With tremendous increase in volume of electronic document and web content, the automatic categorization of documents has become the key method for organizing information and knowledge discovery. Proper classification of e-documents, emails, office documents, blogs, online news, and digital content needs methodology or technique such as machine learning and natural language processing. Organizations need solutions which can capture high volumes of unstructured content, provide a repository to store in native formats, text-mine using various techniques, and extract entities, concepts, and categories to classify the content properly.
Many vendors promise solutions which claim to provide insights and categorization of unstructured content. But getting insights on unstructured content (big data) is not a straightforward task. It requires a text analytics solution that is accurate and detailed and which produces results that are transparent and clear. Most solutions on the market use a statistical method for natural language processing that simply finds an appropriate set of text fragments that have been classified according to the researcher’s goals. Although this can often produce reasonably good results in a relatively short time, this method is generalized and carries sampling bias. It becomes challenging when the actual results aren’t what was expected. In a case where input used in actual projects is different from the input data used during training, it becomes too cumbersome to maintain and recreate corpus and re-train the algorithm to get the expected results, because there are no clear links between the results and the steps that are needed to improve the results.
On the other hand, a Computational Linguistics approach is transparent. Every piece of linguistic knowledge is explicit and can be easily fine-tuned to produce quality results. This is true even if the software needs to be customized for a specialized task (such as processing legal or medical texts). Over time, the incremental improvements inherent in a knowledge-based system yield far greater improvements compared to the statistical method where the input data soon deviates from the original training set.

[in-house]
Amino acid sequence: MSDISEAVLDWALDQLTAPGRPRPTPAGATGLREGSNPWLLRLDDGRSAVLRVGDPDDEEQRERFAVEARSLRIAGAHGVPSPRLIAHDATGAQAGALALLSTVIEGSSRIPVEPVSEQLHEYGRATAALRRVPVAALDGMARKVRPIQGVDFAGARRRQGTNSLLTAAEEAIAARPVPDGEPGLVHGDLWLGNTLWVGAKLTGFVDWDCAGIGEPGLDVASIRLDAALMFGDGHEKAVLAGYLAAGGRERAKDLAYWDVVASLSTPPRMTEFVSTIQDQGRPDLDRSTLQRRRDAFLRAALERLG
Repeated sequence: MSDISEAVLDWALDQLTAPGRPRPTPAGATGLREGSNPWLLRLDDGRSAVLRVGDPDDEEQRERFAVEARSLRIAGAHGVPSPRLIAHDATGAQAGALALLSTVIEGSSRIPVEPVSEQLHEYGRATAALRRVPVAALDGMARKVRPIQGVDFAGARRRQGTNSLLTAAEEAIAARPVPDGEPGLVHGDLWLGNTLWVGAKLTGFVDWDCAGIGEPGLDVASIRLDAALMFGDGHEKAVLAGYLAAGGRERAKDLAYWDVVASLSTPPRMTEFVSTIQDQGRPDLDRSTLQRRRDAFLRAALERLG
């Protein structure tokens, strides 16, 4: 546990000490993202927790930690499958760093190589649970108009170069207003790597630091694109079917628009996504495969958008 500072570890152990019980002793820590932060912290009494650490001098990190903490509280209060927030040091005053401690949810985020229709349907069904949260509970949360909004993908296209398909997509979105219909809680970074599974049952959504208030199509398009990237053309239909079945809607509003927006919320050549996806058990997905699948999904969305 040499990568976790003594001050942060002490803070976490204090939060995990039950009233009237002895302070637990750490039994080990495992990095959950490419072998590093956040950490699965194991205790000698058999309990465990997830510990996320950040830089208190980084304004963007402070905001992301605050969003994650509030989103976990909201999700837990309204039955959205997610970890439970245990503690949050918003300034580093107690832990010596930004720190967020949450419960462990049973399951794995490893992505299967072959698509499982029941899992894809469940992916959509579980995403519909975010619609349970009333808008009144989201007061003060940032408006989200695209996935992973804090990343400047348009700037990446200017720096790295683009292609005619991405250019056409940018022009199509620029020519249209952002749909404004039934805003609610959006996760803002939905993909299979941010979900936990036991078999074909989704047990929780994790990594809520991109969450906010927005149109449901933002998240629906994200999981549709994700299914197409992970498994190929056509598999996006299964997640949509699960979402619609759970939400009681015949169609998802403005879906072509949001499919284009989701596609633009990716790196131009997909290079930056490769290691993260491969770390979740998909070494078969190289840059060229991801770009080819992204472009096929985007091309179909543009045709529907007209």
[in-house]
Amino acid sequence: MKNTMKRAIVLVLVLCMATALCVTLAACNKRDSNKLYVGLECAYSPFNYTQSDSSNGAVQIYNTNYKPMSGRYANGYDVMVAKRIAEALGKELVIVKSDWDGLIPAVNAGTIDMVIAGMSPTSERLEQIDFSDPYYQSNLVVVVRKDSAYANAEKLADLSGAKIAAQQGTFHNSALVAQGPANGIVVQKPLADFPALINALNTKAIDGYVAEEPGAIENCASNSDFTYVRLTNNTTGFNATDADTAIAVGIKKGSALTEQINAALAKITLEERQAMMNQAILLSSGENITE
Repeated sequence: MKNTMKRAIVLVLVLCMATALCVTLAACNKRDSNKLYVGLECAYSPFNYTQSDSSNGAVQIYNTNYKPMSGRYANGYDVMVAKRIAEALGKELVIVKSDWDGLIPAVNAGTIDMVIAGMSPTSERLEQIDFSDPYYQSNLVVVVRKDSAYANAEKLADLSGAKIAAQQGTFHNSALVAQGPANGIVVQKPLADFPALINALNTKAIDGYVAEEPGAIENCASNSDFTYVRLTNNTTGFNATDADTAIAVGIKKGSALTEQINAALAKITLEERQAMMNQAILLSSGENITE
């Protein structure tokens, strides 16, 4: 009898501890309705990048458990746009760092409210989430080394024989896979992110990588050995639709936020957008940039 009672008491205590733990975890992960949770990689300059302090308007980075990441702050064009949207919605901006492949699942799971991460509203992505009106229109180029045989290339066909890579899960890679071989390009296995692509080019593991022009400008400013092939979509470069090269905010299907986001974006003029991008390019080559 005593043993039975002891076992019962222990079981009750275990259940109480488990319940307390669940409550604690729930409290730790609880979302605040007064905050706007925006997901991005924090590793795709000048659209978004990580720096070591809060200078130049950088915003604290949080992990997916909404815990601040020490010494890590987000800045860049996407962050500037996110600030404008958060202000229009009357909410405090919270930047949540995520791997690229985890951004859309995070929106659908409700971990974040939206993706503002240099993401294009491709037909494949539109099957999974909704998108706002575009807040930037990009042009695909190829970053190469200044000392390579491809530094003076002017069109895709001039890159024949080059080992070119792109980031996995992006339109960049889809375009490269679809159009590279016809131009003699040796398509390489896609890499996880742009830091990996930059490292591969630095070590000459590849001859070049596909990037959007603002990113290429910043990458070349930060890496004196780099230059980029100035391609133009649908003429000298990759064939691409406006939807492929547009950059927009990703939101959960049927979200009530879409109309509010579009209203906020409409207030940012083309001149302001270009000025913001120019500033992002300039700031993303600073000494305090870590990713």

Moreover, Computational Linguistics is detailed and, instead of just working on keywords and word frequency, it applies various rules and makes use of dictionary and additional analysis techniques, including:
- Grammar to tokenization: how a document is split into sentences and a sentence into words.
- Morphological analysis: how words are modified to express features such as gender, number and tense.
- Syntactic analysis: how a sentence is split into phrases and how those phrases are assigned functions in the sentence e.g. “The can goes on the shelf” vs. “It can go on the shelf”.
- Semantic analysis: how words and phrases are interpreted to give meaning to a sentence (“pretty awful” is negative, “pretty case” is positive).
Overall, there are several key features of a Computational Linguistic Approach that make it much more powerful compared to the traditional Statistical Method. Below are some real examples of how Computational Linguistics provides insights into the real meaning of unstructured content.
Analyzing every word in every sentence